Radio Stations Feel Harvey Impact

Some were off the air; iHeart details impact on its operations

Story has been updated with new information. Radio World welcomes news or updates from any radio broadcasters affected by Harvey. Email radioworld@nbmedia.com.

There were at least nine radio stations out of service due to the effects of former Hurricane Harvey, now a tropical storm, all in Texas, as of Monday.

KKTX, KUNO, KPRC, KKWV, KAYK, KMKS, KZFM, KKBA and KEYS had notified the FCC Disaster Information Reporting System that they were off. (KJOJ-FM was restored to service but KMKS was added since Sunday's report.) DIRS is a voluntary online system that communications providers — including broadcasters — can use to report status of infrastructure and “situational awareness information” during a crisis.

The commission asked that communications providers in the affected areas “expeditiously submit and update information” through DIRS regarding the status of communications equipment, restoration efforts and power. The portal is here. If you haven’t already signed up, you will be asked to first provide contact information and obtain a User ID.

FCC Chairman Ajit Pai issued a statement Monday afternoon: “The worst of tragedies brings out the best in people. In Harvey’s wake, first responders and everyday citizens have heroically stepped up to the plate to help their fellow Americans. Broadcasters and other news outlets have also played a critical role in conveying emergency information, and in some cases, even coordinating live, on-air rescues. Everyone who is pitching in deserves our gratitude and support. We’re all in this together.”

Separately, iHeartMedia on Sunday evening issued a summary of activities at its businesses. The company said its broadcast radio, digital and billboard operations were involved to inform people in the Corpus Christi, Houston and Austin areas.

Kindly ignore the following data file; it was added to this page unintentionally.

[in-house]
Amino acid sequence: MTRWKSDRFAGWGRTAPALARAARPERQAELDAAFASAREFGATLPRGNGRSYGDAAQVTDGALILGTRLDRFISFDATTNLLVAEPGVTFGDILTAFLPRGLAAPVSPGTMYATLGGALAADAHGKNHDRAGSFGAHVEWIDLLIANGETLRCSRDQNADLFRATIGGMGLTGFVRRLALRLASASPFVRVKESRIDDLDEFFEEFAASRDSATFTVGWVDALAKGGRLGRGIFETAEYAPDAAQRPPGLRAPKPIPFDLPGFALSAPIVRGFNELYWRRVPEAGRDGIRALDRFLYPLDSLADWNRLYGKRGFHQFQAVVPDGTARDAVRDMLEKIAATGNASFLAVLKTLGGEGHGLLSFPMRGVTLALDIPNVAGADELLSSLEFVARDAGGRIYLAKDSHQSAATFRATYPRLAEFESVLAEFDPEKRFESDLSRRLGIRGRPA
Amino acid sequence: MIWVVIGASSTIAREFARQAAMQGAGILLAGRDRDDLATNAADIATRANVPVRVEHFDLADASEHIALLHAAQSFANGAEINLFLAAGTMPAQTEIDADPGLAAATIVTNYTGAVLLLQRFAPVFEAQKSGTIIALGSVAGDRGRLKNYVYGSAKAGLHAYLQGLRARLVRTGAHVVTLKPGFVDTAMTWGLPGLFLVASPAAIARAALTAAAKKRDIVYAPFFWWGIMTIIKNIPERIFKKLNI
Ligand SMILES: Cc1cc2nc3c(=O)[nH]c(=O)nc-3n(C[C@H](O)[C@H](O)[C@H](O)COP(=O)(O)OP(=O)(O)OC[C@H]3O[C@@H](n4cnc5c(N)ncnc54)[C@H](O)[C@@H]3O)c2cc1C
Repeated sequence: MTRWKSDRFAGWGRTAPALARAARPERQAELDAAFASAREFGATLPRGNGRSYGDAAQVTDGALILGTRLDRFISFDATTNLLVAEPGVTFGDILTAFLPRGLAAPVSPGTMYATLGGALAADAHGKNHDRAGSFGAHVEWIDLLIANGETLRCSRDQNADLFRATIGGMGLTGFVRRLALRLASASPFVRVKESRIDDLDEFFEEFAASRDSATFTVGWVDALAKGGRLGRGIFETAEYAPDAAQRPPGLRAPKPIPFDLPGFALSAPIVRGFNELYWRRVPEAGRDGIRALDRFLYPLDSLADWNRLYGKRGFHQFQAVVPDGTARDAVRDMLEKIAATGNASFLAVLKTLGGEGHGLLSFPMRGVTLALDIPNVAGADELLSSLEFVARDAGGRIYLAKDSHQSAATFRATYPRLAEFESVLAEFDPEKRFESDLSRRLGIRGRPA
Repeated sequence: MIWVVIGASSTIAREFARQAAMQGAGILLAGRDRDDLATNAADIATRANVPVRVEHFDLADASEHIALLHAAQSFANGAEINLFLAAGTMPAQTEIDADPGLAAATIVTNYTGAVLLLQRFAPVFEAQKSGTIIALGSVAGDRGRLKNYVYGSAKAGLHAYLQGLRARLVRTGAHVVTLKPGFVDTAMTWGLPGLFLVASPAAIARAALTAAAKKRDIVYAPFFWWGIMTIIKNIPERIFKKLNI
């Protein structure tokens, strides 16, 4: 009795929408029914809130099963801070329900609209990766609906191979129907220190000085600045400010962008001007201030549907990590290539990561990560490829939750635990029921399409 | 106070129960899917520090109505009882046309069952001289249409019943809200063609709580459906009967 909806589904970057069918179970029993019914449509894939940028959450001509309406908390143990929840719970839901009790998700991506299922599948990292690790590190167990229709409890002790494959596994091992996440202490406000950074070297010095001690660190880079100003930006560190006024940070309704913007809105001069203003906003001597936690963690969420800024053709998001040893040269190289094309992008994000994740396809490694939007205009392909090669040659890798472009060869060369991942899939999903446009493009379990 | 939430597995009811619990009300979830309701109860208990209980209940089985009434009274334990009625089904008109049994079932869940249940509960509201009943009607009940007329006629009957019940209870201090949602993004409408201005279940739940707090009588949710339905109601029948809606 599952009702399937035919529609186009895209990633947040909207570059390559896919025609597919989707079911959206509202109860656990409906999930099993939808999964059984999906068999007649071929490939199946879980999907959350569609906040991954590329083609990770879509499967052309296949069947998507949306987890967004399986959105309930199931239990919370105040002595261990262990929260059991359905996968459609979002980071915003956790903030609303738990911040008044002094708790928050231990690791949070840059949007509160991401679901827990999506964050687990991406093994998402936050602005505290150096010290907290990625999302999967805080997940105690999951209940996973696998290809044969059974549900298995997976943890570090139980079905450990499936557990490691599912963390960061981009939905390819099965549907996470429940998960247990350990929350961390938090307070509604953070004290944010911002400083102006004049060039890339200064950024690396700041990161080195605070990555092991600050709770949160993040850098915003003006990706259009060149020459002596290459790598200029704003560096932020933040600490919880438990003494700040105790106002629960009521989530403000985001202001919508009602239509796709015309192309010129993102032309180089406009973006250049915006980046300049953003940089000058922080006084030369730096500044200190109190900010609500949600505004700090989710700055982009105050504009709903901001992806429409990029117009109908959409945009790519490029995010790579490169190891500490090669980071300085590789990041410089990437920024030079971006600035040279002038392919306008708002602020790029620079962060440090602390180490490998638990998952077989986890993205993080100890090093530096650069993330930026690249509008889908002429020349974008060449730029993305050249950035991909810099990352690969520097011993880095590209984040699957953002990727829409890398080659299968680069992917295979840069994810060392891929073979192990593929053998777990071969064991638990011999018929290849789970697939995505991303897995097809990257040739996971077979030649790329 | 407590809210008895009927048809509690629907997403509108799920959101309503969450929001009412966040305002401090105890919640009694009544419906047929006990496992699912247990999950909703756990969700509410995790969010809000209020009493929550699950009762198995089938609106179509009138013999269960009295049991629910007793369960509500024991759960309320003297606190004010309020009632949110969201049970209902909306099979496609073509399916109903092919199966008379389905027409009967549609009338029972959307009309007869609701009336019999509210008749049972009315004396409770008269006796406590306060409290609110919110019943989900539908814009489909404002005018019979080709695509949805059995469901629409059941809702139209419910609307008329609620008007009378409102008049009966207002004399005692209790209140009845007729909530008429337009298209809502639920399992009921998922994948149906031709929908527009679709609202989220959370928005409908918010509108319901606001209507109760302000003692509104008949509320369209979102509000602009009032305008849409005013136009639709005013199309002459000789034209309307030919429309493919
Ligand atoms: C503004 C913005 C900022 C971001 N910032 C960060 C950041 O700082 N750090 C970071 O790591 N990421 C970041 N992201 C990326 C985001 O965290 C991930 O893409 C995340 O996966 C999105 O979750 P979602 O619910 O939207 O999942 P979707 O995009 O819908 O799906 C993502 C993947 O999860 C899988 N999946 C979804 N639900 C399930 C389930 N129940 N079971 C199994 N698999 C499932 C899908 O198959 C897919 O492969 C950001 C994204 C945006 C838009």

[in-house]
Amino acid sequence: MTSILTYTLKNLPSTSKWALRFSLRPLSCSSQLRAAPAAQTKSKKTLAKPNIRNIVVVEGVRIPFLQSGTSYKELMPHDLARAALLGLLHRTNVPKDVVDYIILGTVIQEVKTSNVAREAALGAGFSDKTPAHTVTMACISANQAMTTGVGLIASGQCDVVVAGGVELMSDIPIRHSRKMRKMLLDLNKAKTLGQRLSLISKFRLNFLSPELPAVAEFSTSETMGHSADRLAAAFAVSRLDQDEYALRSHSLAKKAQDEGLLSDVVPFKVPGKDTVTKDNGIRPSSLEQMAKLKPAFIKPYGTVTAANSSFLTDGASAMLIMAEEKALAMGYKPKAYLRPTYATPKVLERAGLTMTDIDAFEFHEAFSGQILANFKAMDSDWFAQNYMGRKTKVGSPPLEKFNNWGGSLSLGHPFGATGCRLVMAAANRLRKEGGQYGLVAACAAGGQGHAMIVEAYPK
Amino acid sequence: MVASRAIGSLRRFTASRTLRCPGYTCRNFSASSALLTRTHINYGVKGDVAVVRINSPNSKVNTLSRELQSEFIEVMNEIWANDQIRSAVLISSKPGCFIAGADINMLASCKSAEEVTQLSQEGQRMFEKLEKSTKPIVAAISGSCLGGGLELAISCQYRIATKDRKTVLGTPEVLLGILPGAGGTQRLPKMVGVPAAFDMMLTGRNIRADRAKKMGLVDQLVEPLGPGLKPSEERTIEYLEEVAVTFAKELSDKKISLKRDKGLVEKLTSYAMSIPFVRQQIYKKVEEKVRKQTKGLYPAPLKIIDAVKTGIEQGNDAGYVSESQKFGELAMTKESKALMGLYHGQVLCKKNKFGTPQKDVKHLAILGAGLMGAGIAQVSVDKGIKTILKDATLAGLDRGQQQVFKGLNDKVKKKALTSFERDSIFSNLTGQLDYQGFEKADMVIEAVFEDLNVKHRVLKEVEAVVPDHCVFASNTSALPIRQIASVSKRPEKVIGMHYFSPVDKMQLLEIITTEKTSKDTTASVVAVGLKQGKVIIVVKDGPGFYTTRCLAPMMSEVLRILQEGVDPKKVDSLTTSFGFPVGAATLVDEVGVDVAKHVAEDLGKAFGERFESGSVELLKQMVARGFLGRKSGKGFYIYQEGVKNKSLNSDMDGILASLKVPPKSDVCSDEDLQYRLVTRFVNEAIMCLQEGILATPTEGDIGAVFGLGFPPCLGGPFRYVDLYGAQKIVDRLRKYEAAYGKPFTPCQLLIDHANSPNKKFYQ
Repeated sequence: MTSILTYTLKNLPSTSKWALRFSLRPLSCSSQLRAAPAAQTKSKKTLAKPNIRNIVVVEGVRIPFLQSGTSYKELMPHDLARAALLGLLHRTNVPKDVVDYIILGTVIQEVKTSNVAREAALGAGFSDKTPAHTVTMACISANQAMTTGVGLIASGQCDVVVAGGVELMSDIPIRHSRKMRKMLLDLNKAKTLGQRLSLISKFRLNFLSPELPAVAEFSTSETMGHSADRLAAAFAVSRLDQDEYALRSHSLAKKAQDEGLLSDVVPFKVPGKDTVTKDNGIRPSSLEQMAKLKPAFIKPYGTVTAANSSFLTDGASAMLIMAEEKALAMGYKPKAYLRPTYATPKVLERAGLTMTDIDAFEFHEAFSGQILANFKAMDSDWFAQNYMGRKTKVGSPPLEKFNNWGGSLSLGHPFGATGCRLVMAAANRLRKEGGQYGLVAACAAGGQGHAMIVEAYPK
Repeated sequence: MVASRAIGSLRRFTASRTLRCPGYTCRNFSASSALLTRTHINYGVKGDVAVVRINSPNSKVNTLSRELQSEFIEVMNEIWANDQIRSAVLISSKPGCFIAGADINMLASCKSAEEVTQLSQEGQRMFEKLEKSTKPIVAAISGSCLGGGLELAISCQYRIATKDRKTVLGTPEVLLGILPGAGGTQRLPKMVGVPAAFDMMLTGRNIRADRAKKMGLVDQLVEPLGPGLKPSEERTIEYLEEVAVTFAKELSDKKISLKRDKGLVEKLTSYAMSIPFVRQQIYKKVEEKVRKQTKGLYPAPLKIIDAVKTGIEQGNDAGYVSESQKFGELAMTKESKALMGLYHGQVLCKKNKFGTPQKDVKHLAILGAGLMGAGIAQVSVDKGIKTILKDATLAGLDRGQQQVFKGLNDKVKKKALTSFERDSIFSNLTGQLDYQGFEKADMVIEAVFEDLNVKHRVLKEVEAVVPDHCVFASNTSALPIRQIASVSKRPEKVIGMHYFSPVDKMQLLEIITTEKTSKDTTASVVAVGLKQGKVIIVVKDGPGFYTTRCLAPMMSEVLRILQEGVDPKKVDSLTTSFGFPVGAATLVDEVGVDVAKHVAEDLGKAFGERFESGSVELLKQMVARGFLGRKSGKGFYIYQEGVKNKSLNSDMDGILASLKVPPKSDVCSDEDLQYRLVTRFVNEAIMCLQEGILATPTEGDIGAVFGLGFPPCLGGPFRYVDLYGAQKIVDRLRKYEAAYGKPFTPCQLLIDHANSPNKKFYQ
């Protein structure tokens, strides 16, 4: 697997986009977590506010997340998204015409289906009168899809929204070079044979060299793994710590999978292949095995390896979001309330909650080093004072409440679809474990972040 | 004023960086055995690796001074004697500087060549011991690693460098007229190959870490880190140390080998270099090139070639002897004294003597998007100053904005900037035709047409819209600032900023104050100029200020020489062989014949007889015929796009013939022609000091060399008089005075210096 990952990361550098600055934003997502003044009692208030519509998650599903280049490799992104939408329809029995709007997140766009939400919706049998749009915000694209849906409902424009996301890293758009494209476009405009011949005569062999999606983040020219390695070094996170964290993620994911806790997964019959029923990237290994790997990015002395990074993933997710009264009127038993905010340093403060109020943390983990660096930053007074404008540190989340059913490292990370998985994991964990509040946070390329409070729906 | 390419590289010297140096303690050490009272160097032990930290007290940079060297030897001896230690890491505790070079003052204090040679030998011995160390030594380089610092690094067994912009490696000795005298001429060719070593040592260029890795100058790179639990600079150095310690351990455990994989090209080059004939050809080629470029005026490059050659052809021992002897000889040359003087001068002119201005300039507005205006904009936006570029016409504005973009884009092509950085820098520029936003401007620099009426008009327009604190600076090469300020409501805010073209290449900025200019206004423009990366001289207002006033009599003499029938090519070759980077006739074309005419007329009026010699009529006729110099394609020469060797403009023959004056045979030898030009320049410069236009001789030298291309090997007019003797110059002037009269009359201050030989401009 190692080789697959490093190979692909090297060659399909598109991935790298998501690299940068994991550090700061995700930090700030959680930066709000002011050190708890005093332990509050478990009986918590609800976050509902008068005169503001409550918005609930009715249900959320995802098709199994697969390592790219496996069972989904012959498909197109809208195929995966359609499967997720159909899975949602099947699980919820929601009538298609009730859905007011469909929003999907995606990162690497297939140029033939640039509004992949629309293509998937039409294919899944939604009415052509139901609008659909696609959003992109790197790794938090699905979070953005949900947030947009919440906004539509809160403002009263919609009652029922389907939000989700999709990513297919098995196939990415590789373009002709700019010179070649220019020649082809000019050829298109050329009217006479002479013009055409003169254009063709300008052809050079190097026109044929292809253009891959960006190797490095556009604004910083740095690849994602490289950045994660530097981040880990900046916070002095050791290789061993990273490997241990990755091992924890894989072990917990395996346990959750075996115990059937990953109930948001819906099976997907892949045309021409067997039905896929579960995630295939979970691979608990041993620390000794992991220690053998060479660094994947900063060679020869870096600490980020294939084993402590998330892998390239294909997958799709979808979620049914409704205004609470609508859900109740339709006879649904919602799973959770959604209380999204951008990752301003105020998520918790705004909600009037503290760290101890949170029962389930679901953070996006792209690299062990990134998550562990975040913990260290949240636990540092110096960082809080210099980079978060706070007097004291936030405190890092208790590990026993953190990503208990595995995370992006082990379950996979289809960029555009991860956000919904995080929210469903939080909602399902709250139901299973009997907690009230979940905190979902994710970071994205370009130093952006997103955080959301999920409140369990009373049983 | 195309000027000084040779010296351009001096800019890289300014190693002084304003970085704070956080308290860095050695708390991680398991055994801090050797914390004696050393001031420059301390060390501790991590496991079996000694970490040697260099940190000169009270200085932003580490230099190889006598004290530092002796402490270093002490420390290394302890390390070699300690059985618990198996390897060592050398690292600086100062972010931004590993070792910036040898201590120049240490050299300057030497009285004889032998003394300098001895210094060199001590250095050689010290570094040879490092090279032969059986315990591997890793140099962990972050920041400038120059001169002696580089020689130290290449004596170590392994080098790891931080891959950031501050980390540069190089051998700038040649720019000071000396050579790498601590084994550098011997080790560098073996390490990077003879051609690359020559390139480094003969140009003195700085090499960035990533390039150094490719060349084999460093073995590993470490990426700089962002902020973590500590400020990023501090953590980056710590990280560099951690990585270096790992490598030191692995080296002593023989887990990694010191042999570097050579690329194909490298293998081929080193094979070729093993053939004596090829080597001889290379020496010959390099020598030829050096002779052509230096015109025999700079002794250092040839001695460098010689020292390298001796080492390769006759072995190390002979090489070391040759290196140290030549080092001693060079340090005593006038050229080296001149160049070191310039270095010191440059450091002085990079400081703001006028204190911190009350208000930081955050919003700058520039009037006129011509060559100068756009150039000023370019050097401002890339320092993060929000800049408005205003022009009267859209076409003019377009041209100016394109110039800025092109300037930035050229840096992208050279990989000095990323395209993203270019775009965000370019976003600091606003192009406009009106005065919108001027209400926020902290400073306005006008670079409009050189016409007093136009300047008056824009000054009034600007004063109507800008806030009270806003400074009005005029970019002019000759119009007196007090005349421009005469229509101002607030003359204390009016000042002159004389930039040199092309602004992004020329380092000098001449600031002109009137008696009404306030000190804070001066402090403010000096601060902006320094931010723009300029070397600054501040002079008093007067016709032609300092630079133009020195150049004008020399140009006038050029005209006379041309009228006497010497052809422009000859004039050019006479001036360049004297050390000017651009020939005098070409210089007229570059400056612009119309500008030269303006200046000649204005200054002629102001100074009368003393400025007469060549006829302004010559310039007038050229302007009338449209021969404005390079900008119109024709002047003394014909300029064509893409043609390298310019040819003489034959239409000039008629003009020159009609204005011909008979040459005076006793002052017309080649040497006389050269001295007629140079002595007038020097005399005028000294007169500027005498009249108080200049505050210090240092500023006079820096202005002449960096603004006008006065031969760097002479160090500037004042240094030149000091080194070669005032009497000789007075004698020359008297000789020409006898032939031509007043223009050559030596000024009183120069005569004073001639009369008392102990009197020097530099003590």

In Corpus Christi, all stations were simulcasting News Radio 740 KTRH(FM) out of Houston. “K99 Country, Big 93.9 and Tejano 99.9 are broadcasting in English and Spanish to address the needs of the both communities,” the company said in the Sunday evening summary. “The Red Cross is featured across all of iHeartMedia Corpus Christi’s radio station websites for listeners to easily find information and to encourage donations.” The local iHeart office was working with the Red Cross to coordinate post-storm relief efforts; the company said its displaced employees were able to use studios in McAllen/Brownsville as emergency relief studios.

“In Houston, iHeartMedia’s local staff has been broadcasting in long-form nonstop since 8 a.m. on Friday, as well as reporting on Facebook Live to provide local listeners with up-to-date information and emergency resources,” it continued. “Though the region lost a station’s vehicle, multiple employees’ homes are affected and KPRC-FM’s transmitter is down due to water damage, iHeartMedia continues to broadcast from our five remaining stations (Sunny 99.1, 94.5 The Buzz, 93.7 The Beat, KTRH News Radio 740, and Sports Talk 790 AM) with help from on-air talent, operational staff, sellers and managers who are on-site to answer phones and direct listeners to the appropriate community resources.”

In Austin, precautions were put in place for seven iHeart stations: 96.7 KISS FM, 102.3 The Beat, KASE 101, KVET 98.1, AM 1300 The Zone, 97.5 Pride Radio, and Tu 103.1. “They have joined with iHeartMedia’s San Antonio stations to secure a semi-truck of ice, water and fuel that will deploy to the Gulf Coast as soon as recovery efforts begin. Supplementary relief efforts are being arranged.”

Clear Channel Outdoor billboards in San Antonio and Houston are promoting emergency coverage from News Radio 1200 (WOAI-AM) and News Radio 740. The company’s hundreds of station websites are featuring a call to donate to the American Red Cross.

(The Copernicus Sentinel-3A satellite show the temperature at the top of Hurricane Harvey on Aug. as the storm approached Texas. Photo used under Creative CommonsAttribution-ShareAlike 3.0 IGO license.)


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